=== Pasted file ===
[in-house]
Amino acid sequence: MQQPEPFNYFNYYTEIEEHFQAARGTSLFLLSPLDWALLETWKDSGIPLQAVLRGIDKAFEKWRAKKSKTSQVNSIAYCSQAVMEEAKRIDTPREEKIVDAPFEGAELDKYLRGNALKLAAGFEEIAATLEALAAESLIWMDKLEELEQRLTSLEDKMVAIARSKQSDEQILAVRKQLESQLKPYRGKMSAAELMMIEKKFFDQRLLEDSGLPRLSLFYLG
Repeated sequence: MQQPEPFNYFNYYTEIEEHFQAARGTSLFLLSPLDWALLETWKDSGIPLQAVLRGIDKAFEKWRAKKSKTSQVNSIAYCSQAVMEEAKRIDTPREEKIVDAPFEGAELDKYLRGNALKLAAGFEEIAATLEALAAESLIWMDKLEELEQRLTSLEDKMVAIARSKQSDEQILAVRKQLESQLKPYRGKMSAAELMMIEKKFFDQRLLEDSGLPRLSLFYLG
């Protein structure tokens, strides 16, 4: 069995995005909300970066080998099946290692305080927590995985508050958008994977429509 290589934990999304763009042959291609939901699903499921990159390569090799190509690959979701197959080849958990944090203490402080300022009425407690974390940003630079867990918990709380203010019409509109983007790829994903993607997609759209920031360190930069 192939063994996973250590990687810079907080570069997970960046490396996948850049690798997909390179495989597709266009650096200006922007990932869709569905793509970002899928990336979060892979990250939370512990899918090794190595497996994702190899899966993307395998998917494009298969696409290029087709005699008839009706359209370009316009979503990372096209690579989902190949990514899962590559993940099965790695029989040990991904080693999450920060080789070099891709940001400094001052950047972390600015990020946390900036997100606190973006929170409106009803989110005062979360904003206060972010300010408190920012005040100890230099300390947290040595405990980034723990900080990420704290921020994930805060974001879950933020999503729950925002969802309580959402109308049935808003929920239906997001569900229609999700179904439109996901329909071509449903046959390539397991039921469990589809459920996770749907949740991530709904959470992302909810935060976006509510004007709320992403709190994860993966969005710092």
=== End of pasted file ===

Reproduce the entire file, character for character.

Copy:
[in-house]
Amino acid sequence: MQQPEPFNYFNYYTEIEEHFQAARGTSLFLLSPLDWALLETWKDSGIPLQAVLRGIDKAFEKWRAKKSKTSQVNSIAYCSQAVMEEAKRIDTPREEKIVDAPFEGAELDKYLRGNALKLAAGFEEIAATLEALAAESLIWMDKLEELEQRLTSLEDKMVAIARSKQSDEQILAVRKQLESQLKPYRGKMSAAELMMIEKKFFDQRLLEDSGLPRLSLFYLG
Repeated sequence: MQQPEPFNYFNYYTEIEEHFQAARGTSLFLLSPLDWALLETWKDSGIPLQAVLRGIDKAFEKWRAKKSKTSQVNSIAYCSQAVMEEAKRIDTPREEKIVDAPFEGAELDKYLRGNALKLAAGFEEIAATLEALAAESLIWMDKLEELEQRLTSLEDKMVAIARSKQSDEQILAVRKQLESQLKPYRGKMSAAELMMIEKKFFDQRLLEDSGLPRLSLFYLG
């Protein structure tokens, strides 16, 4: 069995995005909300970066080998099946290692305080927590995985508050958008994977429509 290589934990999304763009042959291609939901699903499921990159390569090799190509690959979701197959080849958990944090203490402080300022009425407690974390940003630079867990918990709380203010019409509109983007790829994903993607997609759209920031360190930069 192939063994996973250590990687810079907080570069997970960046490396996948850049690798997909390179495989597709266009650096200006922007990932869709569905793509970002899928990336979060892979990250939370512990899918090794190595497996994702190899899966993307395998998917494009298969696409290029087709005699008839009706359209370009316009979503990372096209690579989902190949990514899962590559993940099965790695029989040990991904080693999450920060080789070099891709940001400094001052950047972390600015990020946390900036997100606190973006929170409106009803989110005062979360904003206060972010300010408190920012005040100890230099300390947290040595405990980034723990900080990420704290921020994930805060974001879950933020999503729950925002969802309580959402109308049935808003929920239906997001569900229609999700179904439109996901329909071509449903046959390539397991039921469990589809459920996770749907949740991530709904959470992302909810935060976006509510004007709320992403709190994860993966969005710092």